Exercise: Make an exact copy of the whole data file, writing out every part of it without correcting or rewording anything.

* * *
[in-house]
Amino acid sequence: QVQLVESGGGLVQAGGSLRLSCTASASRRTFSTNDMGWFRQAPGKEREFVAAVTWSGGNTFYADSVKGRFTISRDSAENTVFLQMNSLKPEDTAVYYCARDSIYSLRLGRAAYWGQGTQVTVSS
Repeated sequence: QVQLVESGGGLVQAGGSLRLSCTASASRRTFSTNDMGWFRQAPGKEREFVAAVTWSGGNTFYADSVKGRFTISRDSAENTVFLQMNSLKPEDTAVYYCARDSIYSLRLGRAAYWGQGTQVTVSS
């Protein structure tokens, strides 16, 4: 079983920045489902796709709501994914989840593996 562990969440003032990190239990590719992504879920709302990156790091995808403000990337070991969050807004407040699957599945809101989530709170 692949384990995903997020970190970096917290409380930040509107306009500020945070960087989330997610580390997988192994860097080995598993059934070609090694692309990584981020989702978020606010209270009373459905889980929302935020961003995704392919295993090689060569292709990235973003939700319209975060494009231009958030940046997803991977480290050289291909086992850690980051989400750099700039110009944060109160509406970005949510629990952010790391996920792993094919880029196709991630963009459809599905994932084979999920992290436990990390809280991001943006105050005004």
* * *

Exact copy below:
[in-house]
Amino acid sequence: QVQLVESGGGLVQAGGSLRLSCTASASRRTFSTNDMGWFRQAPGKEREFVAAVTWSGGNTFYADSVKGRFTISRDSAENTVFLQMNSLKPEDTAVYYCARDSIYSLRLGRAAYWGQGTQVTVSS
Repeated sequence: QVQLVESGGGLVQAGGSLRLSCTASASRRTFSTNDMGWFRQAPGKEREFVAAVTWSGGNTFYADSVKGRFTISRDSAENTVFLQMNSLKPEDTAVYYCARDSIYSLRLGRAAYWGQGTQVTVSS
């Protein structure tokens, strides 16, 4: 079983920045489902796709709501994914989840593996 562990969440003032990190239990590719992504879920709302990156790091995808403000990337070991969050807004407040699957599945809101989530709170 692949384990995903997020970190970096917290409380930040509107306009500020945070960087989330997610580390997988192994860097080995598993059934070609090694692309990584981020989702978020606010209270009373459905889980929302935020961003995704392919295993090689060569292709990235973003939700319209975060494009231009958030940046997803991977480290050289291909086992850690980051989400750099700039110009944060109160509406970005949510629990952010790391996920792993094919880029196709991630963009459809599905994932084979999920992290436990990390809280991001943006105050005004």